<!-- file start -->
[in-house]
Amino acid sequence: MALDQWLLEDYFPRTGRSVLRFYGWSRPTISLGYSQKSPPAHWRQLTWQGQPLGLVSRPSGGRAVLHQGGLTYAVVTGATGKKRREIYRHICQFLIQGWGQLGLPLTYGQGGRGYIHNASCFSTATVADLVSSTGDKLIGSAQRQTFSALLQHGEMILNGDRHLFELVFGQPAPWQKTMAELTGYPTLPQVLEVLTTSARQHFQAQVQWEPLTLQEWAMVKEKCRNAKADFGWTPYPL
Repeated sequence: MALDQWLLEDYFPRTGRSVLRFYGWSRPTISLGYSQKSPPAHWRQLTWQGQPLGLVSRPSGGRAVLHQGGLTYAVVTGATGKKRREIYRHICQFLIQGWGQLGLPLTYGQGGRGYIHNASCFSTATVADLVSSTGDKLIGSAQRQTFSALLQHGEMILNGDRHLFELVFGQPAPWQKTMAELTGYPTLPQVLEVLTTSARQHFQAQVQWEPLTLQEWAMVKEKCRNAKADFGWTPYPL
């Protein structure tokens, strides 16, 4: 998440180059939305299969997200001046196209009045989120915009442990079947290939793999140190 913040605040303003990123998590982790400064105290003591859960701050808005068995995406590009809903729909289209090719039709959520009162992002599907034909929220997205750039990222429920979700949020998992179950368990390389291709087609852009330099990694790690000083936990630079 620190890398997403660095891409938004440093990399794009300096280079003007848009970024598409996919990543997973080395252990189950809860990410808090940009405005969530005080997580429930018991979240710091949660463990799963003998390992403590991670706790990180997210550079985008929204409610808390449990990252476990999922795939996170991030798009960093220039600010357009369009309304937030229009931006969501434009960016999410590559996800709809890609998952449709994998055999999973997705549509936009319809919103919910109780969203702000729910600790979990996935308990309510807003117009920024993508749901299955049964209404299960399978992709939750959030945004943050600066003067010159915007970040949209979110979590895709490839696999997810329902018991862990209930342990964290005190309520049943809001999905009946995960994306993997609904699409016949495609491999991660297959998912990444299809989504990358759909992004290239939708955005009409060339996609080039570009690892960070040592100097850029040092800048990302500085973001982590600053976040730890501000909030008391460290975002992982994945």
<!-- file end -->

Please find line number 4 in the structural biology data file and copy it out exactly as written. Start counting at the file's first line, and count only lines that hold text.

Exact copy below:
């Protein structure tokens, strides 16, 4: 998440180059939305299969997200001046196209009045989120915009442990079947290939793999140190 913040605040303003990123998590982790400064105290003591859960701050808005068995995406590009809903729909289209090719039709959520009162992002599907034909929220997205750039990222429920979700949020998992179950368990390389291709087609852009330099990694790690000083936990630079 620190890398997403660095891409938004440093990399794009300096280079003007848009970024598409996919990543997973080395252990189950809860990410808090940009405005969530005080997580429930018991979240710091949660463990799963003998390992403590991670706790990180997210550079985008929204409610808390449990990252476990999922795939996170991030798009960093220039600010357009369009309304937030229009931006969501434009960016999410590559996800709809890609998952449709994998055999999973997705549509936009319809919103919910109780969203702000729910600790979990996935308990309510807003117009920024993508749901299955049964209404299960399978992709939750959030945004943050600066003067010159915007970040949209979110979590895709490839696999997810329902018991862990209930342990964290005190309520049943809001999905009946995960994306993997609904699409016949495609491999991660297959998912990444299809989504990358759909992004290239939708955005009409060339996609080039570009690892960070040592100097850029040092800048990302500085973001982590600053976040730890501000909030008391460290975002992982994945």